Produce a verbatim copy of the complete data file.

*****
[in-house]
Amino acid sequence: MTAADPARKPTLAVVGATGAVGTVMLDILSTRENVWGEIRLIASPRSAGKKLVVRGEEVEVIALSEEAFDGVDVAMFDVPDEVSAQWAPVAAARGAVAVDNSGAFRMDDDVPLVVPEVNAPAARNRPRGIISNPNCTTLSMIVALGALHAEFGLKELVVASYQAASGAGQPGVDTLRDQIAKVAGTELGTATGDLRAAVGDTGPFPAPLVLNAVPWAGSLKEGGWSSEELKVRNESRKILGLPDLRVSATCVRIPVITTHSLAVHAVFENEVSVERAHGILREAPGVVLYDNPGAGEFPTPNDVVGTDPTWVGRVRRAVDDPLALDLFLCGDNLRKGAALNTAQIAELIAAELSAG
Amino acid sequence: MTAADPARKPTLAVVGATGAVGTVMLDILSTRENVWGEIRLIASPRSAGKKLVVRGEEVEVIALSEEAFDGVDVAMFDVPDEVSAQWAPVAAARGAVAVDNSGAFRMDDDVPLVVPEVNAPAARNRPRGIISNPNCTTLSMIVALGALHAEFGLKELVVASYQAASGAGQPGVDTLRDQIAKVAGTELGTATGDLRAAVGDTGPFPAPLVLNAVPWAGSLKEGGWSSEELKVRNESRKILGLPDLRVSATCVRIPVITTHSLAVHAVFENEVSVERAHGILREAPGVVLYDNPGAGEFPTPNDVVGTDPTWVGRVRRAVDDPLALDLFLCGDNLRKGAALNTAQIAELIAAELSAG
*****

[in-house]
Amino acid sequence: MTAADPARKPTLAVVGATGAVGTVMLDILSTRENVWGEIRLIASPRSAGKKLVVRGEEVEVIALSEEAFDGVDVAMFDVPDEVSAQWAPVAAARGAVAVDNSGAFRMDDDVPLVVPEVNAPAARNRPRGIISNPNCTTLSMIVALGALHAEFGLKELVVASYQAASGAGQPGVDTLRDQIAKVAGTELGTATGDLRAAVGDTGPFPAPLVLNAVPWAGSLKEGGWSSEELKVRNESRKILGLPDLRVSATCVRIPVITTHSLAVHAVFENEVSVERAHGILREAPGVVLYDNPGAGEFPTPNDVVGTDPTWVGRVRRAVDDPLALDLFLCGDNLRKGAALNTAQIAELIAAELSAG
Amino acid sequence: MTAADPARKPTLAVVGATGAVGTVMLDILSTRENVWGEIRLIASPRSAGKKLVVRGEEVEVIALSEEAFDGVDVAMFDVPDEVSAQWAPVAAARGAVAVDNSGAFRMDDDVPLVVPEVNAPAARNRPRGIISNPNCTTLSMIVALGALHAEFGLKELVVASYQAASGAGQPGVDTLRDQIAKVAGTELGTATGDLRAAVGDTGPFPAPLVLNAVPWAGSLKEGGWSSEELKVRNESRKILGLPDLRVSATCVRIPVITTHSLAVHAVFENEVSVERAHGILREAPGVVLYDNPGAGEFPTPNDVVGTDPTWVGRVRRAVDDPLALDLFLCGDNLRKGAALNTAQIAELIAAELSAG